So, what’s in your wallet msdb?
If you’ve been working with Microsoft SQL Server anytime at all you can name the system databases fairly quickly – master, model, msdb, and tempdb. Almost rolls off your tongue as smoothly as Tenaha, Timpson, Bobo, and Blair (if you don’t know that reference, click here for some interesting Texas folklore). I’ve been working with SQL Server since 4.21 and the system db names have not changed from release to release. But, what did change drastically over all those releases are the contents – especially for msdb. Have you taken a look lately? I did and here is what I found.
Lots of new tables, lots of new views, and lots of new roles – well, just lots of new objects period! I always investigate what’s changed in master with every release, but it seems I’ve been delinquent in thoroughly examining msdb changes. It appears every new feature being added to the SQL Server database engine is being “managed” from the msdb database.
The objects supporting SQLAgent have always been in msdb – jobs, operators, alerts; along with the objects supporting database backup and recovery sets. Then DTS came along which later morphed into SSIS – guess where those objects are stored? Maintenance plans, log shipping, and database mirroring also join the party in msdb. And, oh yeah – SQLMail which became DatabaseMail…
Now with SQL 2008 and R2, you can add to the list – CMS (Central Management Server), Data Collector, PBM (Policy Based Management), DAC (Data Tier Applications), UCP (Utility Control Point)… but “Wait!” you say. “Don’t the Data Collector and UCP have their own databases?” Well, yes, they do – typically MDW and UMDW respectively. But, those databases only hold the collection results – the management and configuration of those features is all contained in msdb.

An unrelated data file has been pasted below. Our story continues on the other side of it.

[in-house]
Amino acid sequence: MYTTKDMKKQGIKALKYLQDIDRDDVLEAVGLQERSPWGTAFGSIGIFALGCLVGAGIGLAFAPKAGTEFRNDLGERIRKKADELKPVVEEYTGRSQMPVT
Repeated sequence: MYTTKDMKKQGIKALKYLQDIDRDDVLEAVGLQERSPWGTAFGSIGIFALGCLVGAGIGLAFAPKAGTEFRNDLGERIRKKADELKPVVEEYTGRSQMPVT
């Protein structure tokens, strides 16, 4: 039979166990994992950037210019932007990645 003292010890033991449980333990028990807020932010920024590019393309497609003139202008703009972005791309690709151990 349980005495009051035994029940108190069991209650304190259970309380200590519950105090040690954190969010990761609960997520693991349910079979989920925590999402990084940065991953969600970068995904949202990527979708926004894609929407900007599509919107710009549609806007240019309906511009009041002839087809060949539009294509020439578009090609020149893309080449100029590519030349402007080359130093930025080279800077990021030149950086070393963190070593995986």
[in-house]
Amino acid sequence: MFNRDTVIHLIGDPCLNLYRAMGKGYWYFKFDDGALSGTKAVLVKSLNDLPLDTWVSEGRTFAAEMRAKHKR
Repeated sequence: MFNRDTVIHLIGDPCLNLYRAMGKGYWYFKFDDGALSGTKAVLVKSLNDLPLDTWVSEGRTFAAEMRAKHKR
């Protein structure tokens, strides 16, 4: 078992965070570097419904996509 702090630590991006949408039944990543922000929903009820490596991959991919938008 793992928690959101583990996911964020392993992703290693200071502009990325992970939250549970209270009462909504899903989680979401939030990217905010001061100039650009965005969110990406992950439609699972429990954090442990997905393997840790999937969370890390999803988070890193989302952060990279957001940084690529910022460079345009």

Here’s what the SQL Server 2008 R2 BOL says about msdb:
The msdb database is used by SQL Server Agent for scheduling alerts and jobs and by other features such as Service Broker and Database Mail.
After seeing this, I had to laugh, I totally missed Service Broker in my list, but then I’ve never implemented it. On the other hand, look at all the features using msdb that BOL just lumped into “other features”! Bottom line – the BOL description really sells msdb short on its importance to so many features. AND, the default recovery mode for msdb is Simple. Before SQL 2008 I would have said that a daily full backup was typically sufficient. You didn’t usually make too many changes to jobs such that you couldn’t easily recreate a day’s work if you lost it restoring to the prior day. And, best practice said to take a backup after making modifications which impacted it anyway… but now, with so many features tied to msdb – do you really know when you are making changes to msdb? Considering all that is now dependent upon msdb – is your backup and restore strategy for msdb adequate?
However, before I go examine my msdb recovery strategy, I’m thinking of opening a Connect suggestion – rename msdb to KitchenSinkDB. Do you think I could get some votes for that? 😉